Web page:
The remaining problems: I dislike having to carry this discussion over into another issue, but the two remaining "problems" that Simmons saw in my position in this matter cannot be discussed in the short space remaining below, so I will devote a couple of pages in the next issue to his final two points.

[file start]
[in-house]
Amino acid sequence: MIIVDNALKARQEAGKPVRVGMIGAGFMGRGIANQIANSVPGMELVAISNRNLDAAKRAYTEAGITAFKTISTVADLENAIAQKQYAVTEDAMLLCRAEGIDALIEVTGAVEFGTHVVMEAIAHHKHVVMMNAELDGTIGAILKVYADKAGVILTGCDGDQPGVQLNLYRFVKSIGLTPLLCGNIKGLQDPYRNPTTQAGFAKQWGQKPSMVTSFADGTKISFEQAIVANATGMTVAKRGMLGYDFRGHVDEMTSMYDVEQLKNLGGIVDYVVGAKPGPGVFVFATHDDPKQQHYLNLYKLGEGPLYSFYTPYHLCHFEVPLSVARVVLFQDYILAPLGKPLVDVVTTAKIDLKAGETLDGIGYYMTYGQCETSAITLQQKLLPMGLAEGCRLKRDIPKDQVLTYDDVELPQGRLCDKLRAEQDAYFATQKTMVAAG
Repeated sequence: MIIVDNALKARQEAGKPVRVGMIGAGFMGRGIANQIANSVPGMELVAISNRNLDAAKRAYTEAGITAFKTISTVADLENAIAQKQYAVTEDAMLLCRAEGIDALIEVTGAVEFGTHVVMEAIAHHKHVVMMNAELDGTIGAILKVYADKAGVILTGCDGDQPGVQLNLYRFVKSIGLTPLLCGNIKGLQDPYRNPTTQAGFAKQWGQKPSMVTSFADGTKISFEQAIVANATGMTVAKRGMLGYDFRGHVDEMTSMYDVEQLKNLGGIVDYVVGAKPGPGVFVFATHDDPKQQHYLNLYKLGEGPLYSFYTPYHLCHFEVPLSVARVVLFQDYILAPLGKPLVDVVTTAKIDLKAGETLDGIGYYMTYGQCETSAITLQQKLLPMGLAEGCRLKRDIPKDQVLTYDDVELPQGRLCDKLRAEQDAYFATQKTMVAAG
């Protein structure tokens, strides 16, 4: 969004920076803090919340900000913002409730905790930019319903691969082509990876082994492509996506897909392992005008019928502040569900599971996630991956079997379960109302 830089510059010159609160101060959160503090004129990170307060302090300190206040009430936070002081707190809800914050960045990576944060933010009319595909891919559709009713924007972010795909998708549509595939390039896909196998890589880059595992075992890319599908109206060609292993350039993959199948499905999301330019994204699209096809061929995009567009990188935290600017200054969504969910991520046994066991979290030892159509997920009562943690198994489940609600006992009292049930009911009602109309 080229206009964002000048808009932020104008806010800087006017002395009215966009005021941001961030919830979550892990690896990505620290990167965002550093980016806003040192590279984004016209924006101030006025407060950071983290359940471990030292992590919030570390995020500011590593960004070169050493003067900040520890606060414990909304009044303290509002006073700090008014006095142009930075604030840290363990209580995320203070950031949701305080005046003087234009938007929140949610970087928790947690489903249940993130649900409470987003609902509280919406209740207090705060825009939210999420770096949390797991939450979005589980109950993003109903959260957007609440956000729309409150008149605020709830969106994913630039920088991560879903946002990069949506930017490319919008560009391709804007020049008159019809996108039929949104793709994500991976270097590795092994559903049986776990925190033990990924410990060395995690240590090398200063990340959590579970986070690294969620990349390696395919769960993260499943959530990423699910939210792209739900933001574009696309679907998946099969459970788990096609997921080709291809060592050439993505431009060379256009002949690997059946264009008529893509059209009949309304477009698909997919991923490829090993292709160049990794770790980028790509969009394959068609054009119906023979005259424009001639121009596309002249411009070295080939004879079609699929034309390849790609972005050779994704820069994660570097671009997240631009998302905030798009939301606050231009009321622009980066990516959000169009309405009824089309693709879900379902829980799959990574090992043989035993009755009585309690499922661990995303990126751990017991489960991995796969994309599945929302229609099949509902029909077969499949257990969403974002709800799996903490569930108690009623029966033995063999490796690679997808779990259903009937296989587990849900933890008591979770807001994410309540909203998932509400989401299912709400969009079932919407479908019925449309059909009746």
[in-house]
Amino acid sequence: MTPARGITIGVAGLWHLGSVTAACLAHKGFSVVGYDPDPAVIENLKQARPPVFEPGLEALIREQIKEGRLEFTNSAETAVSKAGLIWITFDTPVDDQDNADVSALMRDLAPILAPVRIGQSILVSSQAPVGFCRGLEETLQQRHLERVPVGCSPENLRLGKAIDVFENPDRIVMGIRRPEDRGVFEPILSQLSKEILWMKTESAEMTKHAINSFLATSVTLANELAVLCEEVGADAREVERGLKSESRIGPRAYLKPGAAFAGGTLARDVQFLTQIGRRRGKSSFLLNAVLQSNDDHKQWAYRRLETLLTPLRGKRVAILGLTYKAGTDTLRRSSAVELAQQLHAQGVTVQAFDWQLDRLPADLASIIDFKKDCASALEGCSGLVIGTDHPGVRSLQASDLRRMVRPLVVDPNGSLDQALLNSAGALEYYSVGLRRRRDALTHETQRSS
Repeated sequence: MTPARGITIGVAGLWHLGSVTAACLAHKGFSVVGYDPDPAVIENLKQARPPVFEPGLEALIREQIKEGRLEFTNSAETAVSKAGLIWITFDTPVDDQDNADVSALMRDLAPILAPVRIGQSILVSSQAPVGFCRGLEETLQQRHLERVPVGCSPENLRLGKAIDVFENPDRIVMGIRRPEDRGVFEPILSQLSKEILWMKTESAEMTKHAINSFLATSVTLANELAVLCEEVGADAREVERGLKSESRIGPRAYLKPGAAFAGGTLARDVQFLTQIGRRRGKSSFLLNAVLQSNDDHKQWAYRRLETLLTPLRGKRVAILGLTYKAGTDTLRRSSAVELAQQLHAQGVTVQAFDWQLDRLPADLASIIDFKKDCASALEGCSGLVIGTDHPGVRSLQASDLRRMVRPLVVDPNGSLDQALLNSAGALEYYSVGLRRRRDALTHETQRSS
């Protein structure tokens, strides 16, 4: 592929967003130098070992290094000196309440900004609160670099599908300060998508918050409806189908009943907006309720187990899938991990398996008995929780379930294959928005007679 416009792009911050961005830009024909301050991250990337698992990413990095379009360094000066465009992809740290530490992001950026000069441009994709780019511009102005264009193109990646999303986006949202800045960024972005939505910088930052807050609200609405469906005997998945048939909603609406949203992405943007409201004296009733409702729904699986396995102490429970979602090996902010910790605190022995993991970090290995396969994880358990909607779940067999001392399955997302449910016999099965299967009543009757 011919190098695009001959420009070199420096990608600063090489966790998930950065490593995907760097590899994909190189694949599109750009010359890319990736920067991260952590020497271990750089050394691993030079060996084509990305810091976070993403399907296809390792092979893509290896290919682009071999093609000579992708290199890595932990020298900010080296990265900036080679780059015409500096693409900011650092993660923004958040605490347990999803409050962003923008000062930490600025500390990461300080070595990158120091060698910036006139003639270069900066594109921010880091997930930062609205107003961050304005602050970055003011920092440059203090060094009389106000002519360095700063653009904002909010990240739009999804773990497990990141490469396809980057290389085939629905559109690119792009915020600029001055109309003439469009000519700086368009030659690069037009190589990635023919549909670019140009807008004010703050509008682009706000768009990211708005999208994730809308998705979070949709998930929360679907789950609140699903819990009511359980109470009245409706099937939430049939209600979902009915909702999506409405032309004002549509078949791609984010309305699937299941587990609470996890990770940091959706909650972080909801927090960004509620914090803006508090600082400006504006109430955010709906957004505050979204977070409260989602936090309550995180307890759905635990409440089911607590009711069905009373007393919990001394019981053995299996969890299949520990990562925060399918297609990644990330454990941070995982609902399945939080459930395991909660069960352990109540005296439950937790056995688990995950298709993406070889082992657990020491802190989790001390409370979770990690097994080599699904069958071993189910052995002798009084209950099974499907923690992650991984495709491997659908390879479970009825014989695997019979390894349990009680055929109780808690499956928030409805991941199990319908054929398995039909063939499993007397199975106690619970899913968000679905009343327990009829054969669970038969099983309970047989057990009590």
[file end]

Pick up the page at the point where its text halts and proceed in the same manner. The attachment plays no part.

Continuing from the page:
Much of Simmons' confusion about Hosea 1:4 would probably dissipate if he just realized that biblical "historians" tried to reconcile the realities of what actually happened around them with the ingrained belief that the hand of Yahweh was involved in all the affairs of his "chosen people," so when prophets or writers were confronted with the cognitive dissonance of a reality that seemed in obvious conflict with the chosen-people belief of the ancient Israelites, they had to find some kind of explanation for the apparent contradiction. As noted earlier, the writer(s) of the books of Kings solved the problem of the Babylonian captivity by "explaining" that Yahweh couldn't forgive the Judeans, despite the exceptional righteousness of Josiah, because Manasseh had been so evil that he had to punish the whole nation. In the next issue, we will see a similar problem that confronted Hosea, who blamed contemporary troubles on Jehu.